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Increased Risk of Psychosis with Cannabis Use Rare, New Study Finds

Cannabis use rarely increases the risk of psychosis, according to a new study from a scientist at the University of York.

The risk of developing psychosis from cannabis use is relatively small, according to a new study published in the journal Addiction. The research review, conducted by Dr. Ian Hamilton of the University of York’s Department of Health Services, found evidence that about 23,000 people would have to stop using cannabis to prevent just one case of psychosis.

According to the study, the greatest risk to health with cannabis use comes from combining it with tobacco. Unlike in the U.S., where people tend to use cannabis on its own, it’s common in the UK to use marijuana with tobacco. Young people who become dependent on tobacco early on were found to have an increased risk of cancers, infections, and other health issues.

While evidence shows that those vulnerable to developing mental health problems with cannabis use are rare, Hamilton did note that most of the studies he investigated are decades old.

“The link between cannabis and psychosis has been an ongoing research topic since the drug became popular in the 1960s,” Hamilton said. “Most of the high profile studies that we have access to, however, are from a time when low potency cannabis was the norm, but today high potency is more common.”

The levels of tetrahydrocannabinol (THC) found in some cannabis strains today are higher than when most of the studies included in Hamilton’s review were completed. He urged for more research on the effects of high-THC strains.

“Higher potency cannabis contains … higher levels of tetrahydrocannabinol (THC) which can trigger psychosis,” Hamilton told The Independent.

“In this new study, we looked at both low and high potency, but it is clear that we need more evidence from high potency-related health cases to further investigate this link in modern-day users,” he said.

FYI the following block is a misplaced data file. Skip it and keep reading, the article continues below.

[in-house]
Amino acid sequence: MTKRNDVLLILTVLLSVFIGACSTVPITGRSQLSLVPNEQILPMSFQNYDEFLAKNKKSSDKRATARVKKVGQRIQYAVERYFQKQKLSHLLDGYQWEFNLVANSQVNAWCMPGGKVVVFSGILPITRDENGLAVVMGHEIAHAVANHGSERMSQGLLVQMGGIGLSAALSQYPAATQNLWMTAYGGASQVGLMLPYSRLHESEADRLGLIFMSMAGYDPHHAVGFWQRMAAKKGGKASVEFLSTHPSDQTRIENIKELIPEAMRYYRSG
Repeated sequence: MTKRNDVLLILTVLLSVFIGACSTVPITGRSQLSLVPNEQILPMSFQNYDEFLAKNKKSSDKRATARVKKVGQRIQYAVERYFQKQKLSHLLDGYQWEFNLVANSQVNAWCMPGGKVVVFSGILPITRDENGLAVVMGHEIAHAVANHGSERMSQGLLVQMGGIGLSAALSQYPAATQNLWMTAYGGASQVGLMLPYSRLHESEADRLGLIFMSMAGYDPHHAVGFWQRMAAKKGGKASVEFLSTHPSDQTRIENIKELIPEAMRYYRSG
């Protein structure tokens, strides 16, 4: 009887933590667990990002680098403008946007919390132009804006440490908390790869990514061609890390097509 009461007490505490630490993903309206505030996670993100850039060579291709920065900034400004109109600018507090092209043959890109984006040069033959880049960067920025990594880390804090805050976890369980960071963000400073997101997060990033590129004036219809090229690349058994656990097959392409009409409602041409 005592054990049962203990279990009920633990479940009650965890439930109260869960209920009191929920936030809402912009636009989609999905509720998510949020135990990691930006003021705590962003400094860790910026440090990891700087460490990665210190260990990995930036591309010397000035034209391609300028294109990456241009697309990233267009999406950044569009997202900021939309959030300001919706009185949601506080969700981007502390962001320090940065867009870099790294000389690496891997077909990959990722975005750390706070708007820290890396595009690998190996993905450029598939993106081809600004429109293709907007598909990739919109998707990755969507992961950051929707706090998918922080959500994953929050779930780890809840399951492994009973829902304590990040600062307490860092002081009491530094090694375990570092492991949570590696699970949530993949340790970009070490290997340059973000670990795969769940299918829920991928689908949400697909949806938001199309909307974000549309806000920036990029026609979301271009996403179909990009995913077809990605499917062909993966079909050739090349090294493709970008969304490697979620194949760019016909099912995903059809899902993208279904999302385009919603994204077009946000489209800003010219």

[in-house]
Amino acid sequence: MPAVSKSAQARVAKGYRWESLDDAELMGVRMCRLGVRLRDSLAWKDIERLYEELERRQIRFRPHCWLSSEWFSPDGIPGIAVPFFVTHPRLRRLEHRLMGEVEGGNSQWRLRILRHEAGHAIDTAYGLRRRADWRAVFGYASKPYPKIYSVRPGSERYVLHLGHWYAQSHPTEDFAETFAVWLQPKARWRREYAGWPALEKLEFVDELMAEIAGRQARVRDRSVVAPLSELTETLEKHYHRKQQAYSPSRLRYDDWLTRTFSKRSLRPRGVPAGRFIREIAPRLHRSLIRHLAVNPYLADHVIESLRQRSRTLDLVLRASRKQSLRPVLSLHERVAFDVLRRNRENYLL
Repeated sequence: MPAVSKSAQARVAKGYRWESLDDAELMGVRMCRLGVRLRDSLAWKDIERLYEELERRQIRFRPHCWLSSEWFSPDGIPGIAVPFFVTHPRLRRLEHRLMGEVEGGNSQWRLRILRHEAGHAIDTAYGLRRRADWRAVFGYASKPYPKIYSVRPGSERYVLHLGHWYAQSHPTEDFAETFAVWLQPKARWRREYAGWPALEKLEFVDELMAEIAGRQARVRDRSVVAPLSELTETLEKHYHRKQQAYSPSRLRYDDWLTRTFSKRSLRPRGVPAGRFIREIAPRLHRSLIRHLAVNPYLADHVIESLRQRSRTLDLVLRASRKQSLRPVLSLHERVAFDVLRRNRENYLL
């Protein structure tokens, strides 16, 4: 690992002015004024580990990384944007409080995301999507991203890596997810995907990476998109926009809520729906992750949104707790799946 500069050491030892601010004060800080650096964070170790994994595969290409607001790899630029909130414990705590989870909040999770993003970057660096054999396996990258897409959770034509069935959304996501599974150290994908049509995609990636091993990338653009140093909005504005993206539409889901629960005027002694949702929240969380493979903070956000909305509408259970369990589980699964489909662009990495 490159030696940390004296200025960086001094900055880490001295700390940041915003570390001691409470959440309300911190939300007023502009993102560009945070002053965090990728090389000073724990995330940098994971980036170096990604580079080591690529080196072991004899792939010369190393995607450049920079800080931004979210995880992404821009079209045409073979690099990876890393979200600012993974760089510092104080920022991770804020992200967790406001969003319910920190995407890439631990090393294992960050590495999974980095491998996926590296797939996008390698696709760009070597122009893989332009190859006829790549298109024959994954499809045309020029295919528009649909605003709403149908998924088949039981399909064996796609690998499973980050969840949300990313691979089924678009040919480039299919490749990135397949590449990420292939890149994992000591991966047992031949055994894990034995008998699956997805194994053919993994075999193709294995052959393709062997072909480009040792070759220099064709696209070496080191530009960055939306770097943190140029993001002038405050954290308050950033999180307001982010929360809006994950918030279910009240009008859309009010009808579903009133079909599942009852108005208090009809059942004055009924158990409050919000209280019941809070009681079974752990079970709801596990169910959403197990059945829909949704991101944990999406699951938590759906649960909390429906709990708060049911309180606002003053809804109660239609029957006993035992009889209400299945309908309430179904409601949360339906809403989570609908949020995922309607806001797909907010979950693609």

Hamilton says that his findings suggest that prohibition isn’t an effective method for managing public health concerns as banning would have low impact on mental health. Legalizing and regulating marijuana would implement quality and safety standards on cannabis products, he argues, and give users more information on what they’re consuming.

“Regulation could help reduce the risks to health that cannabis use poses, and as a regulated cannabis market would introduce some quality control,” he said. “This would provide users with information about the strength of cannabis on offer, something they usually only discover after exposure in the current unregulated market.”

“The public health message about the link between cannabis and psychosis has been a difficult one to communicate, but the evidence still points to the benefits of regulations that seek to advise on the greatest potential health risks, which currently arise due to tobacco use.”

Hamilton did find sufficient evidence indicating that cannabis can make symptoms worse for patients who already have schizophrenia. Also, heavy users were more likely to experience mental health problems.

You can access Hamilton’s entire study, “Cannabis, psychosis and schizophrenia: unraveling a complex interaction,” via Wiley Online Library.

Decades of research on cannabis have been completed and you can learn more about those findings on our education page. Visit our news feed to keep up with the latest scientific findings.

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Post by Eve Ripley

Eve is a writer specializing in cannabis education and editorials related to cannabis industry news.

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